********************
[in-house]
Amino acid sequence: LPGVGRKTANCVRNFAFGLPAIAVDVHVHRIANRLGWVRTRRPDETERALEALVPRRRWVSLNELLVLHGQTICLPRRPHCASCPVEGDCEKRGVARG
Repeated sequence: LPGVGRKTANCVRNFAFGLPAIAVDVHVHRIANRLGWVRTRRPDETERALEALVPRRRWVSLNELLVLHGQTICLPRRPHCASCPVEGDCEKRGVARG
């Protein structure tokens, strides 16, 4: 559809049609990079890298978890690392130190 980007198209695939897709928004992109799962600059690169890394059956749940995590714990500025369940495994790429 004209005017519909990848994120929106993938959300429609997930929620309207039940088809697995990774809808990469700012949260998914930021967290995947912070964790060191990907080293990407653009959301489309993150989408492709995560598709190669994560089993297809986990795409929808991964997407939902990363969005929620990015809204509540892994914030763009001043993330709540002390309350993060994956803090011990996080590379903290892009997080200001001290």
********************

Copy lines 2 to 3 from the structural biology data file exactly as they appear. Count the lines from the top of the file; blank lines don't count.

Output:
Amino acid sequence: LPGVGRKTANCVRNFAFGLPAIAVDVHVHRIANRLGWVRTRRPDETERALEALVPRRRWVSLNELLVLHGQTICLPRRPHCASCPVEGDCEKRGVARG
Repeated sequence: LPGVGRKTANCVRNFAFGLPAIAVDVHVHRIANRLGWVRTRRPDETERALEALVPRRRWVSLNELLVLHGQTICLPRRPHCASCPVEGDCEKRGVARG